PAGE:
Members of the Standing Rock Sioux and other supporters remained peaceful as they “set up camps and prayer circles on the property where construction is planned” . Some waved flags, waded in the rivers and danced in their cultural attire [3,4]. The North Dakota Governor, at the time, Jack Dalrymple “activates the North Dakota National Guard to assist the local law enforcement” . Some protesters were met with police tactics of tear gas, rubber bullets and sprayed water as the temperatures started to drop below freezing resulting in a few arrests . Construction halts time and time again through higher up requests and voluntary.
The U.S. Army Corps of Engineers then “tells protesters to leave some encampments on federal land’ by a certain date due to the harsh weather conditions that were to be expected . As 2017 begins, the U.S Army states they will run environmental impact reports to which President Trump expedites and is eventually granted permission to continue construction . The Cheyenne River Sioux along with the Standing Rock Sioux tribe asked “the U.S. District Court to issue a restraining order to block construction of the final piece of pipeline” . It was denied though Dakota Access LLC was required to notify when oil began passing through. The Standing Rock Sioux Tribe and Cheyenne River Sioux tribe then requested “a summary judgement against both the Army Corps and Dakota Access LLC” that was denied by U.S District Judge James Boasberg due to the tribes unlikely to win at that point . A final date was given for the remaining protestors .
Influence, Outcomes, and Effects:
Overall, the Standing Rock Sioux tribe was not able to stop the construction of the final section of the Dakota Pipeline. However, three year later, “a federal judge ordered a sweeping new environmental review of the Dakota Access Pipeline” .
Analysis and Lessons Learned:
It has been seen time and time again how treaties between Native American tribes and the United States have not been upheld [3,6]. Compared to the success of the Keystone XL Stone project, there was much more media coverage and awareness compared to the Dakota Access Pipeline. This could be due to the Keystone XL pipeline being an international issue crossing multiple states and counties compared to a small crossing at a river .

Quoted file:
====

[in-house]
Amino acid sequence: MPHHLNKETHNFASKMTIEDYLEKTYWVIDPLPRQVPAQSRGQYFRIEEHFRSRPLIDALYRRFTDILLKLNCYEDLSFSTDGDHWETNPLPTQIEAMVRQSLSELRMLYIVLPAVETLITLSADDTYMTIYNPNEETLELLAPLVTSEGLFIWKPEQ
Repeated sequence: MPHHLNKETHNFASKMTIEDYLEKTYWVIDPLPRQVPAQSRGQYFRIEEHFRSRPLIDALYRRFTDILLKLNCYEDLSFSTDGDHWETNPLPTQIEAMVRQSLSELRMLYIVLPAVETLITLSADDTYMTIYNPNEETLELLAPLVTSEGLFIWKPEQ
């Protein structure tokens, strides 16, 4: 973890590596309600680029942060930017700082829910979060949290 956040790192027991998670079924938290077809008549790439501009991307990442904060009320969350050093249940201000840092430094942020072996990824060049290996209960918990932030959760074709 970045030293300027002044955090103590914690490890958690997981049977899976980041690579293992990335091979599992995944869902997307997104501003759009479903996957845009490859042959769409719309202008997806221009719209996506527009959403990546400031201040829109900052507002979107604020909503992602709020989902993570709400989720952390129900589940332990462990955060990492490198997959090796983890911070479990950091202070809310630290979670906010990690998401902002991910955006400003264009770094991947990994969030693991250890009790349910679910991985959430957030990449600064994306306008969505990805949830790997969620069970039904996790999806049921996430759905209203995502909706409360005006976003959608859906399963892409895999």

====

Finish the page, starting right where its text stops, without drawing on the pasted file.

Elliott, S. K. (2015 May 25). How American Indian reservation came to be. Arkansas PBS. https://www.pbs.org/wgbh/roadshow/stories/articles/2015/5/25/how-american-indian-reservations-came-be
 Friedman, L. (2020, March 25). Standing Rock Sioux tribe wins a victory in Dakota access pipeline case. The New York Time. https://www.nytimes.com/2020/03/25/climate/dakota-access-pipeline-sioux.html
 Hershey, R. (2017 February 22). Key moments in the Dakota access pipeline fight. National Public Radio. https://www.npr.org/sections/thetwo-way/2017/02/22/514988040/key-moments-in-the-dakota-access-pipeline-fight
 Levin, S. (2016 November 3). Dakota access pipeline: The who, what and why of the Standing Rock protests. The Guardian. (https://www.theguardian.com/us-news/2016/nov/03/north-dakota-access-oil-pipeline-protests-explainer)
 Solis, S. (2017 February 23) Last of Dakota pipeline protesters ordered to leave Thursday. USA Today. https://www.usatoday.com/story/news/nation-now/2017/02/22/dakota-access-oil-pipeline-protest-camp-deadline/98240228/
 Standing Rock Sioux Tribe. (Assessed 2021 October 27). History. https://standingrock.org/about/history/
 The Osage Nation. (Accessed 2021 October 27) Osage Nation joins support efforts for Sioux tribe at Standing Rock in pipeline protest. https://www.osagenation-nsn.gov/news-events/news/osage-nation-joins-support-efforts-sioux-tribe-standing-rock-pipeline-protest
 Wang, F. K. (2016 September 26). Native Hawaiians, Asian Americans show support for North Dakota pipeline protest. NBC News. https://www.nbcnews.com/storyline/dakota-pipeline-protests/native-hawaiians-asian-americans-show-support-north-dakota-pipeline-protest-n654321
 Woodley, S (2016, October 20). Shailene woodley: The truth about my arrest. Time. https://time.com/4538557/shailene-woodley-arrest-pipeline/
 Worland, J. (2016 October, 28). What to know about the Dakota access pipeline protest. Time. https://time.com/4548566/dakota-access-pipeline-standing-rock-sioux/
The first version of this case entry was written by Mia Bennett, a Master of Public Service candidate at the University of Arkansas Clinton School of Public Service, and then edited. The views expressed in the entry are those of the authors, editors, or cited sources, and are not necessarily those of the University of Arkansas Clinton School of Public Service.